THE NEWCASTLE AND CARLISLE RAILWAY.
The Newcastle and Carlisle railway was the first transpennine route in the country opening initally between Blaydon and Hexham on the 9th of March 1835 and through to Carlisle by 1836. The first day services, hauled by locomotives Rapid and Comet, were eventful affairs with derailments of some of the coaches but the line soon settled down to provide a reliable link between the north east, north west and beyond.
BLAYDON RAILWAY STATION
Despite being replaced by Gateshead and then Newcastle as the main eastern terminus of the route, Blaydon continued to have a significant railway presence. The railway heavily influenced the growth of the town during the industrial revolution taking coal and goods made in Blaydon to the wider world. The original Newcastle and Carlisle Railway structure was rebuilt in 1912 by the North Eastern Railway. The station continued to serve the town well for the next 50 years but with the onset of better bus and road services it became progressivly more rundown during the 1960's and was eventually demolished in 1977. Blaydon was recommended for closure under the Beeching Report but this never happened and the station still survives, albeit as an unstaffed halt. Today the Newcastle and Carlisle route is still reasonably busy, with regular passenger and freight traffic. The current station has only a few daily stopping services at peak hours, west to Hexham and east to Newcastle.
The photographs below show some contrasting views of Blaydon station.
The top two photos are of the old station, looking west to east (with thanks to ISeeGateshead on-line archive). The one on the left is in 1902, on the right date unknown.
Bottom left a DMU (diesel multiple unit) approaching Blaydon from the east, on the Scotswood line. This was taken sometime in the late 1950's by Jack Teasdale. It gives a good view of old Blaydon town prior to the demolition of much of the old town centre in the late 1960's.
Bottom right is a view taken in 2009 by Stephen Veitch, showing the modern station with a steam special westbound for Carlisle.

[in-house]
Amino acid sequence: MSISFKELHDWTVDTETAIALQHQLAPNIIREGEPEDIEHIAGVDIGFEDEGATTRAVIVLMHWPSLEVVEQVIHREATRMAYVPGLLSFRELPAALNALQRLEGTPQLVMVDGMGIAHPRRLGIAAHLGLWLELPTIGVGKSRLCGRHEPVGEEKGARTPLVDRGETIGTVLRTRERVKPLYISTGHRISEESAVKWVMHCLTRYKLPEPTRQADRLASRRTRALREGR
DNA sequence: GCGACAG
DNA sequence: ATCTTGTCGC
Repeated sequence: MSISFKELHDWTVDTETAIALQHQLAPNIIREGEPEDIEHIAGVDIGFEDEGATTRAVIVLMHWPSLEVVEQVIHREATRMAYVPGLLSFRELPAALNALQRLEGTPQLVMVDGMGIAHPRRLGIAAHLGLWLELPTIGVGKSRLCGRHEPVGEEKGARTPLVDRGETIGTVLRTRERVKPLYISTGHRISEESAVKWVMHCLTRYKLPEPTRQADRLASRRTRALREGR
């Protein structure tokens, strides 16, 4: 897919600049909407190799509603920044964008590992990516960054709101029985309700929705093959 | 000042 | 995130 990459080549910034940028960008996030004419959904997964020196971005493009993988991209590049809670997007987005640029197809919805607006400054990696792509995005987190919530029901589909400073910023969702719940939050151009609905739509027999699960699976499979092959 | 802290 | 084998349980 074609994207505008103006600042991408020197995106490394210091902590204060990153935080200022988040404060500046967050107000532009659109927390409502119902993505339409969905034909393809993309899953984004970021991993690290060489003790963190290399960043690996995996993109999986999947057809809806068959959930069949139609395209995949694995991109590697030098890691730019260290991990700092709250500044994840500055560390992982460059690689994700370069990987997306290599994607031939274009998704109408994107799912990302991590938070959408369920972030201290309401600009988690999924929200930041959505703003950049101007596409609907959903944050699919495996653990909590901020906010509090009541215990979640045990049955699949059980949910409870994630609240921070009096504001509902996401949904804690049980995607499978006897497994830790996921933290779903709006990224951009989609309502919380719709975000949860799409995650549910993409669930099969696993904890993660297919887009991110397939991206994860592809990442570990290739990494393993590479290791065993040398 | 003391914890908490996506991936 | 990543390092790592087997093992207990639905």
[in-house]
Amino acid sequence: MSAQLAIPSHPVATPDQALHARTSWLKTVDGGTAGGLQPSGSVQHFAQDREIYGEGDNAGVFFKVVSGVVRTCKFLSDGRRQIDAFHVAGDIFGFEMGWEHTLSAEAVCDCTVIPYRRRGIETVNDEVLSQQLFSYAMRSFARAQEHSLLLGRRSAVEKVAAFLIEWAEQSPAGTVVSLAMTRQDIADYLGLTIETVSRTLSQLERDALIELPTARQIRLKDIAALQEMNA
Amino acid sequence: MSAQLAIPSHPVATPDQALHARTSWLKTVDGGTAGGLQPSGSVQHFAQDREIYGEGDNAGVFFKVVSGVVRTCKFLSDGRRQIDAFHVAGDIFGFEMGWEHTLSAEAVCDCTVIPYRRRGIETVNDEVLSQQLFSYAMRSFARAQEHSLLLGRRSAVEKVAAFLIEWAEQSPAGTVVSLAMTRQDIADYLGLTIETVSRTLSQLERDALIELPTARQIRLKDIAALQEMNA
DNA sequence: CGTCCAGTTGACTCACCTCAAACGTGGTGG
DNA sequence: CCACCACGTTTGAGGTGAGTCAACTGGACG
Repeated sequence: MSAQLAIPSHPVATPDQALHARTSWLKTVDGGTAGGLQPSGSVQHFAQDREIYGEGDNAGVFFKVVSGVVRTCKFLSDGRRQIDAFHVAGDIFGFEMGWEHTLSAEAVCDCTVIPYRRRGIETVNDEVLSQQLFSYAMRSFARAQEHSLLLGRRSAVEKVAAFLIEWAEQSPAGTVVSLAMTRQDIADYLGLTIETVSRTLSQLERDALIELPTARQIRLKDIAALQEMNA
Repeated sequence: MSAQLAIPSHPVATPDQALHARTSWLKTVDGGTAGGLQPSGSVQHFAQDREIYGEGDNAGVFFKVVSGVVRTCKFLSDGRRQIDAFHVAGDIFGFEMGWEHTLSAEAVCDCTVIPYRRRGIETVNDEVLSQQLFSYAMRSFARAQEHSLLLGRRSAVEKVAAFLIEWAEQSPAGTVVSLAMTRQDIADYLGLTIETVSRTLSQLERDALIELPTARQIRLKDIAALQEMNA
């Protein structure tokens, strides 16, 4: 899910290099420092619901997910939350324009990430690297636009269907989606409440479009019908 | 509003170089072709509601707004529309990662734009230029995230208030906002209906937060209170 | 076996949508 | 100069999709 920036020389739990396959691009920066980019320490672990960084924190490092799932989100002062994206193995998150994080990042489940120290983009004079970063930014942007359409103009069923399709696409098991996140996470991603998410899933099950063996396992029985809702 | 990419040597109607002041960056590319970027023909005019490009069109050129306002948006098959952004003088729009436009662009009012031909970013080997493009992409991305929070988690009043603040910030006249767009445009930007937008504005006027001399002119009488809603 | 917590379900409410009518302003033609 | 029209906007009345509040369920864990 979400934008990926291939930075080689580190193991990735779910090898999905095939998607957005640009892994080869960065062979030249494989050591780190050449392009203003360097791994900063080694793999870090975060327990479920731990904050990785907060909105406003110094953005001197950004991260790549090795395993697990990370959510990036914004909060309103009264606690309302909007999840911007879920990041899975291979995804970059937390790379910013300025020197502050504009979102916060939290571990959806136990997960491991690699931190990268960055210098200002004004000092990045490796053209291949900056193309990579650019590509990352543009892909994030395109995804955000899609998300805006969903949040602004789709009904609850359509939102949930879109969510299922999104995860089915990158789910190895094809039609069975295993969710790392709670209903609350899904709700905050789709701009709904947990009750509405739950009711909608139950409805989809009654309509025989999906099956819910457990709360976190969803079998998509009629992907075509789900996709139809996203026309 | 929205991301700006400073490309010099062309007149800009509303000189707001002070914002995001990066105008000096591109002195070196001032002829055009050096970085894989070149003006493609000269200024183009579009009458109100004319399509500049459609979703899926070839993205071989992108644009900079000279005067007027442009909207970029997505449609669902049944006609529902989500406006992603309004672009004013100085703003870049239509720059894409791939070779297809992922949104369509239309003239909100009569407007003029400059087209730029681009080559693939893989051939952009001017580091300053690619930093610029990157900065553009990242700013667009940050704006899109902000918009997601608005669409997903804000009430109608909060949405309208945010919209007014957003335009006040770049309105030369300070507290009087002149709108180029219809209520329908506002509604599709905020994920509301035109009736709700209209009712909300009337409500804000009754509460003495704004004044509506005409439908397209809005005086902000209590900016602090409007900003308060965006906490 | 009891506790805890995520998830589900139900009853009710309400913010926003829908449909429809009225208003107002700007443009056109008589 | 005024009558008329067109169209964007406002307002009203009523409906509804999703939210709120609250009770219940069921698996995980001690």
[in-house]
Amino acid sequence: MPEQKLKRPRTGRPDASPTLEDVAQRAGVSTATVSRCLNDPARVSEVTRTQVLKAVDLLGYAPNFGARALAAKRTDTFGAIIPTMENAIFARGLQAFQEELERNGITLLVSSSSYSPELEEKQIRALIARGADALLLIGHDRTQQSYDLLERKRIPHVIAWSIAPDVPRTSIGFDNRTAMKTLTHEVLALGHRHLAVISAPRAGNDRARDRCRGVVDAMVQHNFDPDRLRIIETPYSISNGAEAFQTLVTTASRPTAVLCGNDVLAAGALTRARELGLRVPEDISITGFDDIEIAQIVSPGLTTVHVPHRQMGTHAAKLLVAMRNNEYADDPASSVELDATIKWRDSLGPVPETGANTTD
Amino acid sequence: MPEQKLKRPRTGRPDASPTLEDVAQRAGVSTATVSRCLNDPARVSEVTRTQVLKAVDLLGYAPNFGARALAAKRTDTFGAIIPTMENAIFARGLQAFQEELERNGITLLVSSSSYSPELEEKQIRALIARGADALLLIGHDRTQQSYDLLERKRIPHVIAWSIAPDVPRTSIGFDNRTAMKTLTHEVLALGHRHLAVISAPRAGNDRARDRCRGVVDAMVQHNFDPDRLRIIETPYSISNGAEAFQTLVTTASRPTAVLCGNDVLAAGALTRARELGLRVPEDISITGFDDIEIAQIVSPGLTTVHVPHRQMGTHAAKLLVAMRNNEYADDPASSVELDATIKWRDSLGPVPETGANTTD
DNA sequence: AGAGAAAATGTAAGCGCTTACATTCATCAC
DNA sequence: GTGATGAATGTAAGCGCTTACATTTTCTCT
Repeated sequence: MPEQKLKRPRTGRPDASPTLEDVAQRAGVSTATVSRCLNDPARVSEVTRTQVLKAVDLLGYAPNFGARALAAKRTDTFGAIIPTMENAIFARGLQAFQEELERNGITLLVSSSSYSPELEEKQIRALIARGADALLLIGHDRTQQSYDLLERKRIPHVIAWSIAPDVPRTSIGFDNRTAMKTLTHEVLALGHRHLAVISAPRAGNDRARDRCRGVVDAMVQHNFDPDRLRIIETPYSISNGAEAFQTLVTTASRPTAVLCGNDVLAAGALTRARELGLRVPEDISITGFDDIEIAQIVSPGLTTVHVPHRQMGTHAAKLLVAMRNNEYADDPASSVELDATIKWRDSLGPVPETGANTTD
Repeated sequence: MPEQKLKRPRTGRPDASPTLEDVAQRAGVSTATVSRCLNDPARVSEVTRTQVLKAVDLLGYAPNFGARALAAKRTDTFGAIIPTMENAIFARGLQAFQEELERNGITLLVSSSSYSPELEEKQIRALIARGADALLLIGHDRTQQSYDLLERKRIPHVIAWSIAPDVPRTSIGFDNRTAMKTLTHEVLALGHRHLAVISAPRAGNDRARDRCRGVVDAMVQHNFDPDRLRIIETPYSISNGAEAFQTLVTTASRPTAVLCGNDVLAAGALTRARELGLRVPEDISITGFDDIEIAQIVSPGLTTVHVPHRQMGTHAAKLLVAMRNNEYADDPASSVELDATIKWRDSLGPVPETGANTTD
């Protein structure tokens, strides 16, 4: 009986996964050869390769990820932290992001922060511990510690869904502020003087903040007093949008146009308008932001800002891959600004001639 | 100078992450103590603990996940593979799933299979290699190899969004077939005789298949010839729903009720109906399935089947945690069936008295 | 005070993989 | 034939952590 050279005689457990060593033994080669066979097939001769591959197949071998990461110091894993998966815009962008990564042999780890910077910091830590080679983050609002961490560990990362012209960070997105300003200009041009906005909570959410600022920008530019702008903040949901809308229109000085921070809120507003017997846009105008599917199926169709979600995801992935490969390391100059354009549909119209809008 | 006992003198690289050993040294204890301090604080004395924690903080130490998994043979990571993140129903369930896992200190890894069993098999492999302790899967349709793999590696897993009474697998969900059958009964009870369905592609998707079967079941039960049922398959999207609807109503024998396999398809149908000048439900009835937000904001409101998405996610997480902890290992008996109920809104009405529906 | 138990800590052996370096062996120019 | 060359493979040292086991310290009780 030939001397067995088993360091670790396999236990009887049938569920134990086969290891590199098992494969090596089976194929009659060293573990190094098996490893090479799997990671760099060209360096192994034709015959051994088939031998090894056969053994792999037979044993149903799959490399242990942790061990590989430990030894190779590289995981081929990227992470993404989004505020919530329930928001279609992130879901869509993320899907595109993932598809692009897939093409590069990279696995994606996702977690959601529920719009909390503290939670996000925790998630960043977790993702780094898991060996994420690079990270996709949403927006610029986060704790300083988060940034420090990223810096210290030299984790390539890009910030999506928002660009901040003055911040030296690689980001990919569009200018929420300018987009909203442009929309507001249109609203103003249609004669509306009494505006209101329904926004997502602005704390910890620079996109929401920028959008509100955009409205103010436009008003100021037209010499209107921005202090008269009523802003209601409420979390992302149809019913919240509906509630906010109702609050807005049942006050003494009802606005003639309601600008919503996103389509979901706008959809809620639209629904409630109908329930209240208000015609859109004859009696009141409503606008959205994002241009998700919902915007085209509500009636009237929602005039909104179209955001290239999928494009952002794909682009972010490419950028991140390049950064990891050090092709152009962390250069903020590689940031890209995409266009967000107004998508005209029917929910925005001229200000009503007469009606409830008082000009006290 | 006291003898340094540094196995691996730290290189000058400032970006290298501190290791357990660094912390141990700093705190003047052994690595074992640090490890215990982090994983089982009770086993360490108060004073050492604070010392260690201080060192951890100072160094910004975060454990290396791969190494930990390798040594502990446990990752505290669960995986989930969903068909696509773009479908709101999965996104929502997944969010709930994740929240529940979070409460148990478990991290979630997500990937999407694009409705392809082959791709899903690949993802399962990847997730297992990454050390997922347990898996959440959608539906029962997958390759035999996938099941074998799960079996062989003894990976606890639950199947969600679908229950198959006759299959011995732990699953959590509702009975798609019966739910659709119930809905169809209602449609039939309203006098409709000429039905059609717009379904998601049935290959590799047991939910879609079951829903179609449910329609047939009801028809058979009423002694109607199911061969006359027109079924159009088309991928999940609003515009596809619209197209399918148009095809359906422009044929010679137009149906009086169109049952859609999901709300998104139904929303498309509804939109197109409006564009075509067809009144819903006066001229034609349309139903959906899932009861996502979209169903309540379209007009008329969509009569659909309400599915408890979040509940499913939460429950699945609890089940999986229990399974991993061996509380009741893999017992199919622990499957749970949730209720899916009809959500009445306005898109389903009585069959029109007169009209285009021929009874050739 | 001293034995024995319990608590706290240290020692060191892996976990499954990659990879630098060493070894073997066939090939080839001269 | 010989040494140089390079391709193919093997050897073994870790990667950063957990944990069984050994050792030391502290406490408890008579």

BLAYDON ENGINE SHED
Blaydon engine shed (BR code 52C) was situated along the north side of Chain Bridge Road, alongside the now closed rail route into Newcastle, which followed the north side of the Tyne via Scotswood Bridge and Elswick. There had been a locomotive shed at Blaydon since the creation of the Newcastle and Carlisle Railway, although little is known about it's nature and exact location.
The North Eastern Railway built shed opened in 1900 and had a double roundhouse. The shed provided locomotives for passenger and freight services on the Tyne Valley route, as well as other local lines such as those to Consett via the Derwent Valley, and the North British route from Hexham through to Kielder and Riccarton. The shed closed to steam in 1963 and shut completely in 1966. Although little evidence of the shed itself remains the shed offices still exist as part of the dairy complex now occupying the site. At the peak of the Beeching closures and replacement of steam with diesel, there was a short period when substantial numbers os steam locos were stored in the carriage sidings north the sheds, ready for scrapping. Rows and rows of them which together with the empty sheds made for a rather forelorn sight. Although at its peak Blaydon Depot, 52C, was a significant depot for steam engines with large numbers based there, photographs of the shed buildings, and the twin roundhouse with locos standing, are quite rare but see under, thanks to the great rail enthusiast and photographer, the late Ken Hoole.
Below are five photos taken by the late Ken Hoole, three showing the sheds in their prime and underneath the shed buildings/office and twin roundhouse standing empty at the time of their closure. The photos must not be copied or reproduced in any way.
Credit - sincere thanks for kind permission © Ken Hoole Collection (Head of Steam - Darlington Railway Museum).
And below a photo of a class J94 68035 at the front of the shed roundhouse building. Inside the shed are J39 locos. Thanks to regular contributor Les Page for sending me the photo and to his cousin Keith Page who actually took it, back in the 1950s.
The six photographs below show general views of the railway at Blaydon. The three steam loco photos are by Jack Teasdale.
Top left shows a Peppercorn K1 emerging from the shed, with the extensive carriage storage sidings and Blaydon Haughs (The Spike) in the background.
Top right is Thompson B1 61022 'Sassaby' heading into the the shed.
Centre left shows a Gresley V3 locomotive at Blaydon in the late 1950's.
Centre right is a view of Blaydon signal box in 2009.
Bottom left is the preserved water fountain from Blaydon. Dating from the Newcastle and Carlisle railway, this item is now at the NRM at York.
Bottom right is the office building for the Blaydon Engine Sheds, since used as offices for Blaydon Creamery but currently standing empty. The twin roundhouse was just a few yards to the east of it.
Thanks to Keith Page, who took the photo below in the early 1950s. It shows a V1 2-6-2 loco headed east towards Newcastle, on the bridge over the Tyne that linked Blaydon and Scotswood. The factory in the background is the world famous Armstrong Engineering Works at Scotswood (Vickers Armstrong in later years) and the chimneys are part of the Adamsez ceramic factory, which made toilet fixtures and fittings.
Armstrong's engineering shops ran from Scotswood to Newcastle, a distance of four miles. It was said to be the biggest factory complex in the world in its heyday.
16th January 2012
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